On Friday, my husband and I arrive at the Hampton Inn in Altoona, Pa., about 45 miles southwest of Penn State University, where all the Teen, Miss and Mrs. Pennsylvania International contestants will stay this weekend and where the preliminary events are held. Six of us are vying for the Mrs. title: Mrs. Philadelphia, Teena Handline, 22, a paralegal who attends law school at night; Mrs. Shickshinny, Kimberly McLendon, 35, a chef and food writer; Mrs. Conneautville, Danella Schroeder, 34, an emergency-management manager and planner; Mrs. Hazelton, Dr. Jill Snyder, 43, an OB-GYN; and Mrs. Coatesville, Sara Snyder, 44, who owns a petroleum business with her husband. My title is Mrs. Lehigh Valley.
Competition starts first thing the next day with one-on-one interviews, which are worth 50 percent of the overall score and focus largely on a contestant’s platform or community-service efforts. I have chosen to represent Girls on the Run, a nonprofit I volunteer with that uses running as a tool to empower young girls. My pageant posse believes this portion of the competition will be my best hope for racking up points because I like to talk.
I’ve eaten meagerly for four months in preparation for today, and my stomach is singing like an orca. So, with minutes before interviews begin, I head to the hotel buffet, serve myself a bowl of oatmeal and head to the lobby with the other contestants to wait for my turn. Several spoonfuls into my meal, disaster strikes, and I spill the entire contents on my green dress.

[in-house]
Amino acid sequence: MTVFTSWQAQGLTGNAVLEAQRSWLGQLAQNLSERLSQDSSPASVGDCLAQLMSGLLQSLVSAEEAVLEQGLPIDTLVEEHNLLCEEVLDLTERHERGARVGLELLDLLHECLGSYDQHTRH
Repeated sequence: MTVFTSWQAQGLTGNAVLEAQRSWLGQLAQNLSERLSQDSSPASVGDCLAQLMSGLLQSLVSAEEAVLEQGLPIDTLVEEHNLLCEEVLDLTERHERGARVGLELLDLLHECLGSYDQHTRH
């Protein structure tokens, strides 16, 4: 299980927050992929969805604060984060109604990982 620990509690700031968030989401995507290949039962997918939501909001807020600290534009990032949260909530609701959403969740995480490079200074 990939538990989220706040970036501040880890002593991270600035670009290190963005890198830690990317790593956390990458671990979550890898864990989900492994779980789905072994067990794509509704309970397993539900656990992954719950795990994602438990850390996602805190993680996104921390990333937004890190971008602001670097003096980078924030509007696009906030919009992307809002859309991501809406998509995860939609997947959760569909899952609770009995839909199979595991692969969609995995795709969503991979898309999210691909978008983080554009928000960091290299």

The other women look at me in horror. But then Dawn Hicks, the reigning Mrs. Pennsylvania International 2011, springs into action, ordering a hair dryer from the front desk and whisking me to the bathroom, where we try to remove gobs of Quaker Oats from my chest with damp paper towels. Dawn, I learn, used to be in the Air Force and now works as a civilian at the Department of Defense. Not only can this mother of two remove food stains without breaking an acrylic nail, she’s been deployed to Afghanistan twice.
Once my dress is dry, Dawn yells, “Go, go, go!” and I sprint across the hall, clean as a whistle, to the interview room.
Afterward, the contestants head to the Jaffa Shrine in downtown Altoona for rehearsal before the 7 p.m. show. We practice an opening number, walking across the stage and posing. Most, if not all, of the other women have done this before, and they move with grace and confidence. After my turn, Dawn pulls me aside.
“You’ve got dead arms,” she tells me. “Try and move them a bit as you walk. But don’t touch your gown.”
An hour before show time, we scurry to a makeshift dressing room backstage to get ready. We jockey for prime real estate near the electrical outlets and plug in hot rollers, curling irons and cellphones so our friends and family in the audience can text us feedback during wardrobe changes. Some of the more seasoned contestants have brought their own full-length mirrors, garment racks and steam irons. It’s complete chaos, but there’s none of the cattiness or fighting made infamous by movies like Miss Congeniality and the reality show Toddlers & Tiaras. That’s not to say tales of sabotage don’t exist: Everyone seems to know someone who’s had something “accidentally” spilled on her gown, a zipper ripped or painful mishaps with Crazy Glue. On this night, at least, civility reigns, and we share everything from earrings to bras.